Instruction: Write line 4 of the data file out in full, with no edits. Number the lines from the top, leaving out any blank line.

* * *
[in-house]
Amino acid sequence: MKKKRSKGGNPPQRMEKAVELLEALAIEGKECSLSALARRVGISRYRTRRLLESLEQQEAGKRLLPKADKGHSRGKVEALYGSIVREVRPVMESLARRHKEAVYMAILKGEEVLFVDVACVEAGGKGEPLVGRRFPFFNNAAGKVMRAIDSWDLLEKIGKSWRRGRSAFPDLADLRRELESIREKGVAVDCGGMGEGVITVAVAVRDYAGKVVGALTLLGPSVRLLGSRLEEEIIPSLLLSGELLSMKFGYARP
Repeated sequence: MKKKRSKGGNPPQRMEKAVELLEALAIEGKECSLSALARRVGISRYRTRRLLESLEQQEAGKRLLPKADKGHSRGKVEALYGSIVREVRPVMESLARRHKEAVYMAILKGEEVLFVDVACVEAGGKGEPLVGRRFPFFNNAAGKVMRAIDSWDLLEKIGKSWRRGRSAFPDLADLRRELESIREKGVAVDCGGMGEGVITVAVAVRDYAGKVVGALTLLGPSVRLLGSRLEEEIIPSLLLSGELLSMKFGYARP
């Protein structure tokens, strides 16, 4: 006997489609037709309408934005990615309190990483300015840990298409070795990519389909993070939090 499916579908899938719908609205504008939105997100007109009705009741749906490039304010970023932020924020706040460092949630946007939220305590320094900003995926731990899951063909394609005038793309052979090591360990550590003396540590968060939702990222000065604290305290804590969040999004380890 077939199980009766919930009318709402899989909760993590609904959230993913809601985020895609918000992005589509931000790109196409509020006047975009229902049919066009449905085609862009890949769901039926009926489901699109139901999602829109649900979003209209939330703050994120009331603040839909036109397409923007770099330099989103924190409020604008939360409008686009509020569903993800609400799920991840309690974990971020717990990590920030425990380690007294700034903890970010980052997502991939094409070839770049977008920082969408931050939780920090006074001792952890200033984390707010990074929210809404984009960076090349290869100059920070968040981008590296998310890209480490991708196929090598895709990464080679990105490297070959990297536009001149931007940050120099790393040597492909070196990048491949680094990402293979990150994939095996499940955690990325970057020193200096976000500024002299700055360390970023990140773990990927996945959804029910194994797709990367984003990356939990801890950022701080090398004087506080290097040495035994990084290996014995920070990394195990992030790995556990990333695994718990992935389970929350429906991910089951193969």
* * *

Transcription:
């Protein structure tokens, strides 16, 4: 006997489609037709309408934005990615309190990483300015840990298409070795990519389909993070939090 499916579908899938719908609205504008939105997100007109009705009741749906490039304010970023932020924020706040460092949630946007939220305590320094900003995926731990899951063909394609005038793309052979090591360990550590003396540590968060939702990222000065604290305290804590969040999004380890 077939199980009766919930009318709402899989909760993590609904959230993913809601985020895609918000992005589509931000790109196409509020006047975009229902049919066009449905085609862009890949769901039926009926489901699109139901999602829109649900979003209209939330703050994120009331603040839909036109397409923007770099330099989103924190409020604008939360409008686009509020569903993800609400799920991840309690974990971020717990990590920030425990380690007294700034903890970010980052997502991939094409070839770049977008920082969408931050939780920090006074001792952890200033984390707010990074929210809404984009960076090349290869100059920070968040981008590296998310890209480490991708196929090598895709990464080679990105490297070959990297536009001149931007940050120099790393040597492909070196990048491949680094990402293979990150994939095996499940955690990325970057020193200096976000500024002299700055360390970023990140773990990927996945959804029910194994797709990367984003990356939990801890950022701080090398004087506080290097040495035994990084290996014995920070990394195990992030790995556990990333695994718990992935389970929350429906991910089951193969």